by: Matthias McCarn
Chicago’s Organized Crime Roots
Al Capone once said, “Some call it racketeering. I call it a business.” While most people are familiar with Chicago and New York mobsters such as Capone, Gambino, and Gotti, what citizens in the United States would become to know as “La Cosa Nostra” actually started in New Orleans’ 2nd District back in 1869. The Sicilian immigrants came into the US through New Orleans’ major sea port. From there they became influential in NY, and then ultimately within other major cities such as Chicago, Kansas City, and Miami. Decades later, the well-known “Five Families” (Gambino, Lucchese, Genovese, Bonanno, and Colombo) had established themselves in New York, but they all had their start from the “5-Points Gang.” Led by Anotonio Vaccaerlli (also known as Paul Kelly), the 5-Points Gang recruited and groomed gangsters such as Jonny Torrio and the famous Al Capone. Eventually Capone moved east to Chicago and became notorious for his bootlegging and illegal manufacturing during prohibition and rose to prominence as a result of waging wars against the Irish Mob. These wars ultimately ended in a stalemate with the St. Valentine’s Day massacre in 1929. With that stalemate, the Irish moved into controlling Chicago through politics and law, while the Italians continued their organized crime endeavors. Yet, an unlikely partnership developed between the two former adversaries, and the Italians used their notorious influence in the form of lucrative payouts in order to leverage city business licenses, permits, and contracts, as well as influence local police, attorneys, and judges. Fast forward to the 1960s, and the Chicago Outfit controlled the Teamsters Union, started funding Las Vegas hotel ventures, and even used their connections to influence national politics. La Cosa Nostra definitely became a force to be reckoned with.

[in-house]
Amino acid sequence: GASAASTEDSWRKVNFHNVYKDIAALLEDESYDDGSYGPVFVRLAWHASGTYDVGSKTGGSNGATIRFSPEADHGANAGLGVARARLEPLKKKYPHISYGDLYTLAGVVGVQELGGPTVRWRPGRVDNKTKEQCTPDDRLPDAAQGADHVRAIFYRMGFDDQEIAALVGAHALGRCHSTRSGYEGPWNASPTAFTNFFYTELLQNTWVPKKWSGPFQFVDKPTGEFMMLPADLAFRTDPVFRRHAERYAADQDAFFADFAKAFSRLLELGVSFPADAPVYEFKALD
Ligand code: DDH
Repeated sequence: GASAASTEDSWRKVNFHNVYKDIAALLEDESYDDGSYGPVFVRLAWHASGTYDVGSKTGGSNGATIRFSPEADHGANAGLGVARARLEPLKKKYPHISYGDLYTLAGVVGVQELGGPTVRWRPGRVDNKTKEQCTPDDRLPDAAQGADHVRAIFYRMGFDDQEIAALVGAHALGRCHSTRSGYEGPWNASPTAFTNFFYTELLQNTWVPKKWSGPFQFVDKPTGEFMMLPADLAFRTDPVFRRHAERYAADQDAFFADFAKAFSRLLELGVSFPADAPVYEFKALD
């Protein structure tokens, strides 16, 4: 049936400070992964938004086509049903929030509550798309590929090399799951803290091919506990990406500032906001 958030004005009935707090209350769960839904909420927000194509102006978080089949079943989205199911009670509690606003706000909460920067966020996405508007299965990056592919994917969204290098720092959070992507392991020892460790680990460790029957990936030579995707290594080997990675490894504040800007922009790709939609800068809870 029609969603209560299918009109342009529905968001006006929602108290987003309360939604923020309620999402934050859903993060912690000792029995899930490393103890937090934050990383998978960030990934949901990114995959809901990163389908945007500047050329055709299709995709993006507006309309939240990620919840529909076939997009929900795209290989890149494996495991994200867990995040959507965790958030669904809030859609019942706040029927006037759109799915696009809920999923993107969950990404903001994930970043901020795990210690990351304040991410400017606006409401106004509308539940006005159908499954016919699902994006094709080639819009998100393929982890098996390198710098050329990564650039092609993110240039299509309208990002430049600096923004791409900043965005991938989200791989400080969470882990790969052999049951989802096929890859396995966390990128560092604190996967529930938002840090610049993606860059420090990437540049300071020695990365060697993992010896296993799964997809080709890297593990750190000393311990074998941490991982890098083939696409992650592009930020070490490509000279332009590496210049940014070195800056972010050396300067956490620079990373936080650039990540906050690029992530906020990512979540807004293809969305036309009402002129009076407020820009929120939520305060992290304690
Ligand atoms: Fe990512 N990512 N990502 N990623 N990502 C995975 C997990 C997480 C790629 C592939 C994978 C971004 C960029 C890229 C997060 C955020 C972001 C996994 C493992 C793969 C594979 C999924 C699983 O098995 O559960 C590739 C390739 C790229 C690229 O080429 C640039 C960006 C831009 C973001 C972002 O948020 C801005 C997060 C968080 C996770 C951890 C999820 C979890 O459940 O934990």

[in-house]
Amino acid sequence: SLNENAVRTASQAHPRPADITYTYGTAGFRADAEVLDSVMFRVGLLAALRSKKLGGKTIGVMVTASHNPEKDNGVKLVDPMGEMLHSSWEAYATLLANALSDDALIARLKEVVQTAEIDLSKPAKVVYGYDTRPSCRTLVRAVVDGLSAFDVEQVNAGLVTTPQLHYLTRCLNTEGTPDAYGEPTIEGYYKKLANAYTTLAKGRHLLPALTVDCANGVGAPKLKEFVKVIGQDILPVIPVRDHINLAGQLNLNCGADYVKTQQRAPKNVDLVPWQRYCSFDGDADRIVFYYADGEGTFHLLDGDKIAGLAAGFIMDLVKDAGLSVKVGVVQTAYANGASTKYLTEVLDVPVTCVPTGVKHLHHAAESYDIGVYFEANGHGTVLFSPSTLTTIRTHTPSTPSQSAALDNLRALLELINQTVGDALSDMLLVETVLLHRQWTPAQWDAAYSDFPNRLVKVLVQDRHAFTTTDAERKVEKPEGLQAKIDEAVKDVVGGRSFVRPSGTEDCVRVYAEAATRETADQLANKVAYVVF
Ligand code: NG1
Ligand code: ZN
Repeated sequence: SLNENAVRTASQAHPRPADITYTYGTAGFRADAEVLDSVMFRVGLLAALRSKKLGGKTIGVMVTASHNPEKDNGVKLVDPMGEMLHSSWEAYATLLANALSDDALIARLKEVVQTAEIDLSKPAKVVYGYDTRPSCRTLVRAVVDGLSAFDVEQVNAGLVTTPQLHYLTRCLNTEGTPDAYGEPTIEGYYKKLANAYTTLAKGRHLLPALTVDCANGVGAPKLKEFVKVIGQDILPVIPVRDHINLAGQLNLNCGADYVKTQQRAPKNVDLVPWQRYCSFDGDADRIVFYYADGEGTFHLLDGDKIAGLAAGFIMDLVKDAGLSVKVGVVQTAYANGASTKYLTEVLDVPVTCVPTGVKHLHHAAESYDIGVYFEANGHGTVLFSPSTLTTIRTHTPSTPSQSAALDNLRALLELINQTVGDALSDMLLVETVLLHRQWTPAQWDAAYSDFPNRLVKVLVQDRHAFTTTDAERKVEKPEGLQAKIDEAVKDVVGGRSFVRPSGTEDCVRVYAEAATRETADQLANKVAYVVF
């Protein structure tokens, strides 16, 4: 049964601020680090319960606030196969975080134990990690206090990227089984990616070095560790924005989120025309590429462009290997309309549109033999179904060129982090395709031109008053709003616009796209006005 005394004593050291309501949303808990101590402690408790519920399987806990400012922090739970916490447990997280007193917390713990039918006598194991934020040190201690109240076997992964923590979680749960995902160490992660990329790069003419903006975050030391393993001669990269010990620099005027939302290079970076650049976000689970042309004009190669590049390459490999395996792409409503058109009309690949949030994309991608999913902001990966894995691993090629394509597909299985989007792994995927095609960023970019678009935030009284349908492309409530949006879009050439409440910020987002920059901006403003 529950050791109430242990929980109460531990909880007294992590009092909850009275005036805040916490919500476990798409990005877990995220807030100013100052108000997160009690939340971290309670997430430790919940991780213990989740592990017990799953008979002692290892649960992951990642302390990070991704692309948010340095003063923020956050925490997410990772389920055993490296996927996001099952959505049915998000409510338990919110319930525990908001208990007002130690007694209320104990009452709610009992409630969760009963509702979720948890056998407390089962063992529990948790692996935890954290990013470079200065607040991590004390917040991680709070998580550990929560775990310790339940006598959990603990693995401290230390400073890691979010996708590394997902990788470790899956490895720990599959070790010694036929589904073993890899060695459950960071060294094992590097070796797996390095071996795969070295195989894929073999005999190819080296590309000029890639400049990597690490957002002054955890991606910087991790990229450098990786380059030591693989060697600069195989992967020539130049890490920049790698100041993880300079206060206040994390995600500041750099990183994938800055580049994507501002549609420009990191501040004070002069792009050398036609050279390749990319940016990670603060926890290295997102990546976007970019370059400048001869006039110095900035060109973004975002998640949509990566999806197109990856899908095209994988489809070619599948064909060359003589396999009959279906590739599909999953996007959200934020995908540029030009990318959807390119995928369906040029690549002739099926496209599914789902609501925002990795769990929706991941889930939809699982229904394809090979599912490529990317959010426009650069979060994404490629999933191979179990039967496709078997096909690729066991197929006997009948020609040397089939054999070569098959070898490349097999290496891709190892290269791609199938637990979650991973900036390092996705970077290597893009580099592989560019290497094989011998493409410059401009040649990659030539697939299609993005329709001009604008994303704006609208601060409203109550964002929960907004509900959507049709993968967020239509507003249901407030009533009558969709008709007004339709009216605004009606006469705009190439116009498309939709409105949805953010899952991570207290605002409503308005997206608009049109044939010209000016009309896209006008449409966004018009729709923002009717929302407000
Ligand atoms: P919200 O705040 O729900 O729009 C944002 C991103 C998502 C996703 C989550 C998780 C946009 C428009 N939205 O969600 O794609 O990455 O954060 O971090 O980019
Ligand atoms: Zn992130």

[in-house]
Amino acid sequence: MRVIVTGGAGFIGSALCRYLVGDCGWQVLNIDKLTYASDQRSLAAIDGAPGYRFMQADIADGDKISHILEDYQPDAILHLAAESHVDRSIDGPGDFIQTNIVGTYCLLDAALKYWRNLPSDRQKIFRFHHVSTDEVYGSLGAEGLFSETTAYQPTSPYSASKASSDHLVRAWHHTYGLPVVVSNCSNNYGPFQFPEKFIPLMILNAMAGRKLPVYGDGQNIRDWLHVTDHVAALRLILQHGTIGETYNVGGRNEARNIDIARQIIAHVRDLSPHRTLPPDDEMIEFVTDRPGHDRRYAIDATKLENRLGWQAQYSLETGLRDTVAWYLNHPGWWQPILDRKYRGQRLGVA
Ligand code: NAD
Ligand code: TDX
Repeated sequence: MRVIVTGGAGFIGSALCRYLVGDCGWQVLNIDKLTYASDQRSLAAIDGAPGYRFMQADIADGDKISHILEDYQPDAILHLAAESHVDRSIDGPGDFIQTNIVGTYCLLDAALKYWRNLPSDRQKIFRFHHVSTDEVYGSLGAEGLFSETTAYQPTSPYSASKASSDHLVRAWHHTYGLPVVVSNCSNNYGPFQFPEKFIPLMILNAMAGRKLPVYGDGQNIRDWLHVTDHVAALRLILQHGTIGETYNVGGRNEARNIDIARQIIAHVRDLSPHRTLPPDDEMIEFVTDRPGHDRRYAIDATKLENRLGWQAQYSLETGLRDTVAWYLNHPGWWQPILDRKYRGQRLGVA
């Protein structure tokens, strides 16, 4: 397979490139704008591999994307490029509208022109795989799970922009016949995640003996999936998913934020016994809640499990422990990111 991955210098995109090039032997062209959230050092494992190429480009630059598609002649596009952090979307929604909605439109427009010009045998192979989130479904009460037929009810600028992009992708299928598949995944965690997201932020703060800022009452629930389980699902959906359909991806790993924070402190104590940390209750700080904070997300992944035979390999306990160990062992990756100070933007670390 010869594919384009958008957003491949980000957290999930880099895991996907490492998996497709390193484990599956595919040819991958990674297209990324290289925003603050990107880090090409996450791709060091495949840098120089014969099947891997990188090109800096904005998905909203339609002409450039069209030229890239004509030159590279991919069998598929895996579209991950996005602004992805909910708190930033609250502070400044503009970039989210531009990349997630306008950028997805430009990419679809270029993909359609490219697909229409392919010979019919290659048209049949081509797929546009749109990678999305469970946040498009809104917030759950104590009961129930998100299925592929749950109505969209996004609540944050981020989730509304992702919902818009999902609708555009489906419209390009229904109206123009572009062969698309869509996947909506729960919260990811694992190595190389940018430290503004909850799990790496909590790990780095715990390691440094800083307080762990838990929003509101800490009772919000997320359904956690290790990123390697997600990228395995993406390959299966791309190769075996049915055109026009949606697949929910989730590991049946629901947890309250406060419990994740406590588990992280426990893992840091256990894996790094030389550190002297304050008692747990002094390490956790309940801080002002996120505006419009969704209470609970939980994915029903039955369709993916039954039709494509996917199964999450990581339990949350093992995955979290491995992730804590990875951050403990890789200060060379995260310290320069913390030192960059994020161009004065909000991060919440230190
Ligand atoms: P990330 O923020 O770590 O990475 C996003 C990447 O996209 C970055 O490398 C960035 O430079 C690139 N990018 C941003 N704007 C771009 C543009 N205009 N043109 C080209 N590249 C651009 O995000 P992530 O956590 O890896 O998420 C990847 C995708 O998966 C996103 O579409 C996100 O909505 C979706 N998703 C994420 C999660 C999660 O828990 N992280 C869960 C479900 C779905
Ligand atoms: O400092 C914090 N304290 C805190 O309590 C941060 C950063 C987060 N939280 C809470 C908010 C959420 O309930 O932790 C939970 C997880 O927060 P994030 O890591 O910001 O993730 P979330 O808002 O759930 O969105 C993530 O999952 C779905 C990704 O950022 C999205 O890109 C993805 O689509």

A 2005 article in the Chicago Tribune states, “The Chicago Crime Commission counts 1,111 Chicago-area [Mob-related] slayings since 1919, but only 14 have ended in murder convictions.” Chicago, aka the “windy city,” a term coined for its blowhard politicians rather than the wind off Lake Michigan, has a long history of violence tied to organized crime. And with millions of tons of concrete foundations being poured for skyscrapers over the last century as well as the convenience of being located next to one of the largest fresh-water lakes in the world, it’s very easy to make a body disappear. Or, for those mobsters who wanted to make a point, they would often use a car bomb or leave a body in the trunk of a car and park it on Lower Wacker Drive, one of the busiest streets in the country. But whether a body was found or not, secrets were almost always kept and those responsible stayed in the shadows.
Throughout most the 20th Century, no one dared go against the Outfit, thereby guaranteeing its secrets would go to the grave. But with the passage of the Racketeer Influenced and Corrupt Organizations (RICO) Act in 1970, advances in surveillance technologies used by the Feds, and the ever-increasing use of security cameras everywhere, the Outfit had to adjust their criminal operations to stay further out of reach from the eyes and ears of Law Enforcement. They began to operate more secretly under the veneer of legitimate businesses, using their power and influence to steer lucrative construction and distribution contracts to Mob-owned businesses. Whether they got their money via fraud, extortion, illegal gambling, or contracts secured through threats or bribery, the only thing that mattered was getting paid. And any threat to those payments was met with swift violence. Yet, as a new millennium approached, things were about to change. The Outfit’s powerful control over the city would come to be threatened far more by internal forces, rather than external.